Arie Altena


Arie Altena

This review is an excerpt from the book Website Graphics Now, an international source book on the best in Global site design. Website Graphics Now was edited by Mediamatic and published in Spring 1999 by BIS Publishers in co-operation with Thames and Hudson.

The electronic version of the German magazine Debug, published monthly as a newspaper, is a surprising exception among the many thousands of text-based webzines. As a newcomer (it started its print version in 1997 and it’s been on the Web since 1998), Debug shows that even a simple webzine that republishes print material can be good-looking and a joy to use.

Debug is all about electronic lifestyles. The editors claim it’s ‘the result of a synthesis between urban youth culture and the aesthetic and intellectual expedition into the wasteland of digital media’. In a typical issue, you’ll come across articles on the German drum 'n bass scene, descriptions of synthesiser emulators and computer games, essays on biotechnology and robots, and of course loads of music reviews.

The electronic Debug stands out because of the attention paid to layout and navigational design. It pushes simple html to the extremes, without denying that it’s anything more than ‘just’ a text-based site. Through its consistent use of minimal, very simple design tricks, Debug becomes an easy-to-navigate and visually taut website that very effectively makes use of the Web’s advantages (linking to e-mail, different ways of navigating through the content, use of outward-bound links).

First of all, there’s the very definite colour palette of greens, blues and oranges (even used for images) which visually holds the site together. Debug’s textual nature is emphasised through the scarce use of images (with the few illustrations that do exist being loaded in a separate window) and the lack of animation and buttons.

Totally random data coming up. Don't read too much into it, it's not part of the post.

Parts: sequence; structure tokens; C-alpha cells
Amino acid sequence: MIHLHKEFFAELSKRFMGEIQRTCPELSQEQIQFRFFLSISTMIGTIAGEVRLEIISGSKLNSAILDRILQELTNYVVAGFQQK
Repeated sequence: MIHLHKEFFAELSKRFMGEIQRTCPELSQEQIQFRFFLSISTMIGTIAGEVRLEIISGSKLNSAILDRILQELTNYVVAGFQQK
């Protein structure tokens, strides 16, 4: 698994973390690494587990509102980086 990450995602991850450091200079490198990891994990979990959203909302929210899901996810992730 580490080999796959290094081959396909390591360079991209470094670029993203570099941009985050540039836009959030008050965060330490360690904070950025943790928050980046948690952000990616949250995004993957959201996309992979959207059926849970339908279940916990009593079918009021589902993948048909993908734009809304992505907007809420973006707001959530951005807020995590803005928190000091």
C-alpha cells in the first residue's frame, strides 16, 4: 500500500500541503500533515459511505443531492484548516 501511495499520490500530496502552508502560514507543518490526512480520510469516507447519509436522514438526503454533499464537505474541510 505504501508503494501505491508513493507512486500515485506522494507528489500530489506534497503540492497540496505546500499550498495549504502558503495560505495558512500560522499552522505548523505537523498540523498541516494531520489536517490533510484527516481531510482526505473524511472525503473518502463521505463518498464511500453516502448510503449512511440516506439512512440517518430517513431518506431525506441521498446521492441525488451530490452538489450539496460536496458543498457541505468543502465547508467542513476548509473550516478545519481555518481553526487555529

Debug has a flat approach to Web design. It ‘misuses’ the widely-hated frames concept to create a layout grid on top of a Netscape grey background that conspicuously alludes to the early days of Web publishing. Frames are dynamic insofar as new data is loaded into them. Debug’s use of frames allows the flat screen, or the layout, to become dynamic without letting it take on depth.

That the navigation is easy and clear is not a logical given for a site which is structured in different sections and which also makes an archive of older issues available within the current issue’s framework. This clarity is achieved by a combination of pop-ups (the only java-scripted element in the site), a navigation bar and the consistent use of background colours. Any page within the site is just two clicks away, but since the general frames (with titles, pop-ups and navigation) remain on-screen, there’s no chance of getting lost. The background colours designate the different sections. These colours are repeated in the navigation bar - a simple procedure by which the navigation bar also functions as a means of orientation and, although it’s in a separate frame, visually becomes part of the page as a whole.

As for typography, Debug has chosen to use a rather small sans serif font that remains readable because the screen design is sober and, as mentioned, lacks images and animations.

Of course there are weaknesses as well. When the site is viewed using a higher resolution, there’s a good change it will not fit the screen. And the Web interface to the discussion list - the interactive part of the site - is ugly: it’s hosted by another organisation, and these pages’ design, while quite reserved, is harsh to the eye compared to the neat Debug pages.

This site may look unspectacular for those in search of the latest tricks, but the (deceptive!) simplicity fits the content very well and makes for an enjoyable read.